At a loss for words


We have all been to modern art galleries or at least exposed to some of the pomposity of the spectacle. Consequently we all are familiar with the vague obfuscating, pretzel like, language of post-modern art critique. This language is exactly the same formulae that progressives use for sloganeering and public consensus building. Put simply it is like a box, externally displaying a meaning or meme such as an appeal to sentimentality. However internally, allows anyone to insert any meaning they wish, usually a meaning that practically, functionally, is an insidious will to power. Ultimately it is a form of sophistry.

A common and unintended mistake of conservatives is to take at face value the linguistic/ semantic language of “progressives”. This, upon examination proves to be such a silly and possibly fatal error. If one were to analyse a particularly favourite progressive term, such as ‘equality’, or ‘multiculturalism’, it would be seen that there is no such thing as equality, or to put it another way; ‘equality’ means what the ‘progressives’ wish it to mean at any one time. It is the same with Multiculturalism; it is an oxymoron, there is no such thing as multiculturalism. One may have a sub-culture, which is a part of a grander uni-culture, but no multiculturalism, which is in reality a competition of tribes.

To illustrate the point I will go further. The word ‘empower’, a favourite word of feminist theorists, amounts to anything that a feminist wishes it to be. Who is ‘empowered’ and in what form? Whose power is to be diminished? The who, what, where, when and why are never mentioned or answered nor intended to be. The columnist Andrew bolt recently scratched the surface of this enigma in demanding to know; how much the world’s temperature will fall thanks to Julia Gillard’s global warming policies and by how much will it cost? Tim Flannery, Julia Gillard, politicians and the rest of the climate change church could not provide a clear answer; only two numbers were required of them. It would be so very absurd if it weren’t so very deliberate and, as far as the media is concerned, so effective. Let me elaborate, when one purchases an item, the two most important details are, how much will the item cost? And how effective is it? The public is being asked to purchase/ provide taxes for a product/policy. This is called a con and it has nothing to do with science, but everything to do with language and its sales pitch. It’s sermonising and definitely not the technical language of problem solving or economising, as it should be.

So we have a Carbon Tax that isn’t definitively about carbon, but is functionally, in effect, a far-reaching, unregulated tax, which will be more than likely arbitrated by a faceless over-reaching bureaucracy, with former-labour consultant hangers on. It would have to be one of the greatest tricks the Left ever pulled, followed by the general untruth of a positivist humanist linear history.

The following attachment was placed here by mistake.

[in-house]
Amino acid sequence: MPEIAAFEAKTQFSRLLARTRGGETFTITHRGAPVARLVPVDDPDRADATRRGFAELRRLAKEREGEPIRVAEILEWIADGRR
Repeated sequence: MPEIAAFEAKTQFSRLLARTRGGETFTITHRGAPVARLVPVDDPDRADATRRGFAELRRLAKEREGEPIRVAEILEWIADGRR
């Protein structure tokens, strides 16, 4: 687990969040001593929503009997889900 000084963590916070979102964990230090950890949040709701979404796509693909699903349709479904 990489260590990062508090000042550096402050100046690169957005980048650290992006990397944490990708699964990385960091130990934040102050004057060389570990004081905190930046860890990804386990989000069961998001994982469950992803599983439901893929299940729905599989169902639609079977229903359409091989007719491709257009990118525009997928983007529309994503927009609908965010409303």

Conservatives must recognise these words for the post-modern sophist shell games that they are. There is a sound reason why studying old philosophers and political theorists can be so rewarding. It is because their language, their words, are unsullied by post-modernist meaning, or shall I say lack of meaning. Also specifically these dubious linguistic techniques were developed by philosophers a long time ago.

On a more general level allowing the long march of the left through universities was a major defeat in more ways than generally thought. Ever read a social studies or humanities course literature? The same post modernist jargon pervades the entire structure of thought. The progressives are effectively teaching young people how to play the old sophist game, except the sophists in ancient Greece knew that it was a symposium party trick to win more wine and drachmas. Young people today of course don’t know any better. This is part of the argument of Allan Bloom’s magnum opus The Closing of the American Mind. When the ALP, bleats that the public aren’t listening or that they need to get back on message, and sell the message better, this is exactly the sophist shell game. The NSW ALP in particular, has exploited the public’s naivety and attention span for the last 20 years. Of course it required the state to become a banana republic for the public to realise that the language was hollow and disingenuously sentimental, hence the effectiveness of the sophist shell game.


About Avadoro Worden

This entry was posted in Art, Bureaucracy, Culture, Intellectuals, Philosophy, Politics, Socialism, Uncategorized and tagged , , , , , , , , , , . Bookmark the permalink.

2 Responses to At a loss for words

  1. Seth Pup says:

    Still valid, still so depressing.

  2. Matt Chut says:

    Terrific post however , I was wondering if you could write a little
    more on this topic?

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